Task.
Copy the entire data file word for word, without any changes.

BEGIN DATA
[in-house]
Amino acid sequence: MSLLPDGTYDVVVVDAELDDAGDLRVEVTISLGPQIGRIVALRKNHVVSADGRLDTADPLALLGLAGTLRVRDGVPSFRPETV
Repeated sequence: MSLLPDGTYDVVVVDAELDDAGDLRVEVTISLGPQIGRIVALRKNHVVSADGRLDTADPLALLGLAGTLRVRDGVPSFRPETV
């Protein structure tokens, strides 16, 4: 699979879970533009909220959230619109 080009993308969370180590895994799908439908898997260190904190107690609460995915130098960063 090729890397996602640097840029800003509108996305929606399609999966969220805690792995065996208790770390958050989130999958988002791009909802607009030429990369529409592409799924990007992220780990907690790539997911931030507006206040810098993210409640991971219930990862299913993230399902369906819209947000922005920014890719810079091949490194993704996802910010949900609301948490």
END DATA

[in-house]
Amino acid sequence: MSLLPDGTYDVVVVDAELDDAGDLRVEVTISLGPQIGRIVALRKNHVVSADGRLDTADPLALLGLAGTLRVRDGVPSFRPETV
Repeated sequence: MSLLPDGTYDVVVVDAELDDAGDLRVEVTISLGPQIGRIVALRKNHVVSADGRLDTADPLALLGLAGTLRVRDGVPSFRPETV
């Protein structure tokens, strides 16, 4: 699979879970533009909220959230619109 080009993308969370180590895994799908439908898997260190904190107690609460995915130098960063 090729890397996602640097840029800003509108996305929606399609999966969220805690792995065996208790770390958050989130999958988002791009909802607009030429990369529409592409799924990007992220780990907690790539997911931030507006206040810098993210409640991971219930990862299913993230399902369906819209947000922005920014890719810079091949490194993704996802910010949900609301948490």